‘Tis the Season to Prepare Your Home for Cold Weather; the I.I.I. Offers Tips for Preventing Winter Related Damage


FOR IMMEDIATE RELEASE New York Press Office: (212) 346-5500; media@iii.org


NEW YORK, November 24, 2015 — With plenty of snow and cold temperatures predicted for the northern United States this winter, it is important to prepare your home and review your insurance coverage, according to the Insurance Information Institute (I.I.I.). 


The 2016 Farmers’ Almanac predicts snowier conditions than normal for the northern and central Great Plains, New England and parts of the Ohio Valley. In the Northeast and Mid-Atlantic states, the winter skies will be stormy and likely to drop a good amount of snow.


Water damage, which can be caused by snowy conditions, and freezing account for almost 22 percent of all homeowners insurance claims and are the third-largest cause of catastrophe losses, behind only hurricanes and tornadoes. Winter storm related catastrophes in the U.S. caused $2.3 billion in insured losses in 2014, up from $1.9 billion in 2013, according to Munich Re. From 1994 to 2013 winter storms resulted in about $27 billion in insured U.S. catastrophe losses (in 2013 dollars), or more than $1 billion a year on average, according to Property Claim Services (PCS).


Standard homeowners and renters policies cover winter related damage, such as that caused by burst pipes, ice dams and wind, as well as damage caused by either weight of ice or snow.


Coverage for flooding, including flooding caused by melting snow, is available from FEMA’s National Flood Insurance Program (NFIP) and from some private insurance companies. Melting snow can also overburden sewer systems, causing raw sewage to back up into the drains in your home. Backed up sewers can cause thousands of dollars in damage to floors, walls, furniture and electrical systems. Sewer back-up coverage can be purchased either as a separate product or as an endorsement to your homeowners or renters policy.


Beyond making sure they have the proper insurance coverage, there are also steps homeowners can take to protect their homes before the official start of winter on Monday, December 21, 2015.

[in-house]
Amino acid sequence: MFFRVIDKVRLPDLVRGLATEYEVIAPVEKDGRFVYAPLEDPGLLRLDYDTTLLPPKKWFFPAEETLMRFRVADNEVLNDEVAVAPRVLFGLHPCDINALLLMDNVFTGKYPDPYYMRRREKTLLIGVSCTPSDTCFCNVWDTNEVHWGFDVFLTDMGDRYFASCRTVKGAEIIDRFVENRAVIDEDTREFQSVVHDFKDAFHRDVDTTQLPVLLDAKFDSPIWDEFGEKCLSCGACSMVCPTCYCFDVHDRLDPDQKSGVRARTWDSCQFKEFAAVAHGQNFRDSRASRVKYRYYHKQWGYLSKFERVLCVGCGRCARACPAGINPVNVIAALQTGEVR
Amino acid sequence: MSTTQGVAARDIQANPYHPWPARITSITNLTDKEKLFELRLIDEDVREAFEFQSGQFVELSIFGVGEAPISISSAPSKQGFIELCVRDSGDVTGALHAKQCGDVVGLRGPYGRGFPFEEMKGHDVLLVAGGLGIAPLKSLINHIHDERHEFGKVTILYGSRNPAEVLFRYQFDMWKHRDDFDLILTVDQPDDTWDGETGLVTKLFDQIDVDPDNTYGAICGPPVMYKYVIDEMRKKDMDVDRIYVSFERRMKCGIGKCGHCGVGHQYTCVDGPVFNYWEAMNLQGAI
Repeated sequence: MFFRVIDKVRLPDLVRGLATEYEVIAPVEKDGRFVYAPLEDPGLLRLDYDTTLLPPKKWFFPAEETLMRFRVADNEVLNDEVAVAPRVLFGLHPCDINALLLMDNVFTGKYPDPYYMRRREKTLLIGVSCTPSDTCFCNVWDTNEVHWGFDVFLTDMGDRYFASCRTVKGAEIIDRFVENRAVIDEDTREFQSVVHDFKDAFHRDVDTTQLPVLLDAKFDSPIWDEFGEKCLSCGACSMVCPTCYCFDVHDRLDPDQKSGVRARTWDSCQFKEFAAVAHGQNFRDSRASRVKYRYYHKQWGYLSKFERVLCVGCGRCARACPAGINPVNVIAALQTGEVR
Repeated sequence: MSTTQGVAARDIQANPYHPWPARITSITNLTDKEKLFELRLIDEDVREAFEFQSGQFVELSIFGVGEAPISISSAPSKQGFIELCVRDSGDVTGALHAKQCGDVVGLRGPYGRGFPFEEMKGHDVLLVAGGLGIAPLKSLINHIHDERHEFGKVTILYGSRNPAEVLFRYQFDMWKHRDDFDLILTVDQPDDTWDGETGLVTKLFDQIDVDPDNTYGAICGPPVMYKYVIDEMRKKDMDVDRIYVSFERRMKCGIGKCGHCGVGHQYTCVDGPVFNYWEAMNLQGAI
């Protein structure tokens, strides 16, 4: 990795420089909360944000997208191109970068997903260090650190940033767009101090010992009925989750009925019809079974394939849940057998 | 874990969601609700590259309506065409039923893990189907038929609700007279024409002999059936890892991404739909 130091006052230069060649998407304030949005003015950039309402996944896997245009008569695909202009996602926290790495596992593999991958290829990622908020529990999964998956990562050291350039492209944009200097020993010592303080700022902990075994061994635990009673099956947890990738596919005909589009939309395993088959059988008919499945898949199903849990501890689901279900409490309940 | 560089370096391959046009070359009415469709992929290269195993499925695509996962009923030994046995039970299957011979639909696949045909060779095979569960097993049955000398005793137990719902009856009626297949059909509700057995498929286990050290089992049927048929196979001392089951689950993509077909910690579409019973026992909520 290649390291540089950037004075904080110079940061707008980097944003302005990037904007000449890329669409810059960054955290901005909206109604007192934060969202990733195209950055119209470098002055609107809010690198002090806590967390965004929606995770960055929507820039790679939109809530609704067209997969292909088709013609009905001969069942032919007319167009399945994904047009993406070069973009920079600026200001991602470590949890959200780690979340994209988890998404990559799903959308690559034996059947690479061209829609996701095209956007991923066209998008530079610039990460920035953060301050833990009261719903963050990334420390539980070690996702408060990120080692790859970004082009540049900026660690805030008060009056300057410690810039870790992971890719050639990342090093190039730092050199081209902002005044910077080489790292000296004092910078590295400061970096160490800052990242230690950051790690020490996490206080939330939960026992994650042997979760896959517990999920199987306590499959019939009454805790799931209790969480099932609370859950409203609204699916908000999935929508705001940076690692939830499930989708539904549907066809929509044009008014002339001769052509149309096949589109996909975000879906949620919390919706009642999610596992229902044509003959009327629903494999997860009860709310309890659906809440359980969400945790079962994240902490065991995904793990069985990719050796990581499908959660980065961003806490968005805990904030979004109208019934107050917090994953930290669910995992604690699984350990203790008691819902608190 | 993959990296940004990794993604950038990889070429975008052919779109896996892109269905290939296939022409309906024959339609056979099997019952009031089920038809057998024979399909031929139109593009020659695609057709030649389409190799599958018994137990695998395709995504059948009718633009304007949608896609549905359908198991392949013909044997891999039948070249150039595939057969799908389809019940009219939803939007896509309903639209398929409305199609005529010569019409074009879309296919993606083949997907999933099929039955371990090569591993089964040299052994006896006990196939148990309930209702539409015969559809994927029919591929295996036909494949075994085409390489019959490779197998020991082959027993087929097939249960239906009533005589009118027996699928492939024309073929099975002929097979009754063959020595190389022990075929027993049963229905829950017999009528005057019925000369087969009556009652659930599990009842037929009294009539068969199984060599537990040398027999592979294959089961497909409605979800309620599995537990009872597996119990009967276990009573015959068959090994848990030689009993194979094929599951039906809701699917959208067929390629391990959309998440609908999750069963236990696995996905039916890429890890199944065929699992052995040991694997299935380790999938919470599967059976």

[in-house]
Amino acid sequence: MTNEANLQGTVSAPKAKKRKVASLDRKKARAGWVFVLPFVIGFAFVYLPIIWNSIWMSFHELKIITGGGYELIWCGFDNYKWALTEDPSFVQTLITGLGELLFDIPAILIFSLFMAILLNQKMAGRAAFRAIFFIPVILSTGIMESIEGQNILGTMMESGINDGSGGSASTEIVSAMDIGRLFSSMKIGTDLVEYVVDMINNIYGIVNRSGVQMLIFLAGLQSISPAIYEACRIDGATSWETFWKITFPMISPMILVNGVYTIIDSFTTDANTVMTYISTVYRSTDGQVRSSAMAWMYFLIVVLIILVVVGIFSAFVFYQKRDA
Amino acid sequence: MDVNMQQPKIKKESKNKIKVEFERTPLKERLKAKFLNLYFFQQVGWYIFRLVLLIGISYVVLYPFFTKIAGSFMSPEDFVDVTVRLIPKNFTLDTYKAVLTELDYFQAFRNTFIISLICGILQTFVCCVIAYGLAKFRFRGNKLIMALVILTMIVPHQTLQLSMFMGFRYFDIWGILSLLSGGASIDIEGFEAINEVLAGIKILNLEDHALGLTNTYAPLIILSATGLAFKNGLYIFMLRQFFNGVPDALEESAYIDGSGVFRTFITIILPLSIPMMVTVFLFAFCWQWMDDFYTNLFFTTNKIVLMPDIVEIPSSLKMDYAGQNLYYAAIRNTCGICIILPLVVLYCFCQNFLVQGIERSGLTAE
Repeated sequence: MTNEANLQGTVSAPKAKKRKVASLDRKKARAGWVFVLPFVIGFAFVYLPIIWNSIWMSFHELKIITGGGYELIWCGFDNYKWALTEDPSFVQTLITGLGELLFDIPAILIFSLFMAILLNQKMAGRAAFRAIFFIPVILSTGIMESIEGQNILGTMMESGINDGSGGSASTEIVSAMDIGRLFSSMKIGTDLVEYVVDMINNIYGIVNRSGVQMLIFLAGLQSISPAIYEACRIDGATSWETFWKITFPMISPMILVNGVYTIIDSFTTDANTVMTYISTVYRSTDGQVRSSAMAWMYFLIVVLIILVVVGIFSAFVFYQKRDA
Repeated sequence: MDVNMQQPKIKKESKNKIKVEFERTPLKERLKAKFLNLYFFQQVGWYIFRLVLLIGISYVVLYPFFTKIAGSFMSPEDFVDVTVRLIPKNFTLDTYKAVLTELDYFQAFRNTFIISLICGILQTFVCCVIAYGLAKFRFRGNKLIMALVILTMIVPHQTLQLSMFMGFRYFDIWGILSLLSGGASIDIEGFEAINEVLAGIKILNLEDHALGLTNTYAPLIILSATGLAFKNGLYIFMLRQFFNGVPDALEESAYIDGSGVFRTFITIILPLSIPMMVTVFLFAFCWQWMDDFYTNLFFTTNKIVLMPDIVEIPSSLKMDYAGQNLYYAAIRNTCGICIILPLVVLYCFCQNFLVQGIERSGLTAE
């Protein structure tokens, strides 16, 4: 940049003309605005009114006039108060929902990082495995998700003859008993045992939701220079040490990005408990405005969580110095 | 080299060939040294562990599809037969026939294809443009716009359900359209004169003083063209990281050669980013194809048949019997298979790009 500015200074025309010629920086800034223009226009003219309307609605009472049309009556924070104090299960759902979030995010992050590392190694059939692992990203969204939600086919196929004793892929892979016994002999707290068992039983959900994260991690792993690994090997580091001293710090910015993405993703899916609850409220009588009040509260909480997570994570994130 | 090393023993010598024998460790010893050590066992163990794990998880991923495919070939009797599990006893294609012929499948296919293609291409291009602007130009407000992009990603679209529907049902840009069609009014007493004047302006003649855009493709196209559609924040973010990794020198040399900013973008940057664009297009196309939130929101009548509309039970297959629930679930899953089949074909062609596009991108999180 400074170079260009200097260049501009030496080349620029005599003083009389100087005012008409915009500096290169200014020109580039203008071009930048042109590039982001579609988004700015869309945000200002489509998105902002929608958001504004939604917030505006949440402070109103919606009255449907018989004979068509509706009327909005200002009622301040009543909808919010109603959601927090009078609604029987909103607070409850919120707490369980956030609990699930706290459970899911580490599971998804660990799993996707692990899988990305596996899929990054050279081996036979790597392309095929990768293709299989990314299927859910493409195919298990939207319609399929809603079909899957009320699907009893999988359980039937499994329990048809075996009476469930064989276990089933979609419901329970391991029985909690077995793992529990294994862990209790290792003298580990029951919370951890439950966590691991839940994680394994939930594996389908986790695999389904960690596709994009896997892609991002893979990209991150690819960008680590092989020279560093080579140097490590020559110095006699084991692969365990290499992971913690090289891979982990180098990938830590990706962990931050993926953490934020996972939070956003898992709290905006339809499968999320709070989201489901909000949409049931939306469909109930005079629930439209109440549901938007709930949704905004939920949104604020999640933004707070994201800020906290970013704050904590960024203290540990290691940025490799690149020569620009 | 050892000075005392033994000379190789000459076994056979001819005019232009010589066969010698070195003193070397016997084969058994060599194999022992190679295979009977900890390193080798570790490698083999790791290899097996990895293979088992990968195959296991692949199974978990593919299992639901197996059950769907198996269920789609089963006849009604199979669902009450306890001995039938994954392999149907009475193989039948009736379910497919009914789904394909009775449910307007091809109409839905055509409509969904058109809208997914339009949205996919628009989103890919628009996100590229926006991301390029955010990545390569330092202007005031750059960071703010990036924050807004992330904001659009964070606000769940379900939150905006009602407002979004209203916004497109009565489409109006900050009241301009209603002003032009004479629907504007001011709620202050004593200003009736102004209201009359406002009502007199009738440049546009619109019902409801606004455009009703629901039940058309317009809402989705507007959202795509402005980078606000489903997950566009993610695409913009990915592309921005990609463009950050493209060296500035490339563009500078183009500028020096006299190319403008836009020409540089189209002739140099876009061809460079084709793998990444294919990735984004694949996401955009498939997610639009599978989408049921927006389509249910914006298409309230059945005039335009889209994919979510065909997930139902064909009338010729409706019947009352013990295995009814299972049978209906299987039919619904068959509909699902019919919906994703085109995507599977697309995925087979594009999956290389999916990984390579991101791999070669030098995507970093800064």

Outside Your Home

  • Clean out gutters. Remove leaves, sticks and other debris so melting snow and ice can flow freely. This can prevent ice damming, a condition in which water seeps into the house, potentially damaging ceilings and walls.
  • Install gutter guards to prevent debris from entering the gutter and interfering with the flow of water away from the house and into the ground.
  • Trim trees and remove dead branches. Ice, snow and wind can cause weak trees or branches to break and damage your home or car, or injure someone walking by your property.


Inside Your Home

  • Add extra insulation to attics, basements and crawl spaces. If too much heat escapes through the attic, it can cause snow or ice to melt and then re-freeze on the roof resulting in an ice dam that can cause significant roof damage. Well-insulated basements, crawl spaces and unfinished rooms, such as garages, protect pipes from freezing
  • Provide a reliable back-up power source. In the event of an electrical outage, continuous power will keep your home warm and prevent frozen pipes. Consider purchasing a portable generator to ensure your household’s safety.


Preparing for severe winter weather and other disasters is especially important for vulnerable populations such as older adults. Review the I.I.I.’s Preparedness Checklist for Seniors and Caretakers if you have an elderly relative or friend who may need help getting ready for the winter season.


For more information on preparing your home against damage from Mother Nature, go to the Insurance Institute for Business & Home Safety (IBHS).




Article: Winter Weather Preparation

Facts and Statistics: Winter Storms

Video: Water and Flood Damage: What Is and Is Not Covered


The I.I.I. has a full library of educational videos on its You Tube Channel. Information about I.I.I. mobile apps can be found here.



Insurance Information Institute, 110 William Street, New York, NY 10038; (212) 346-5500; www.iii.org

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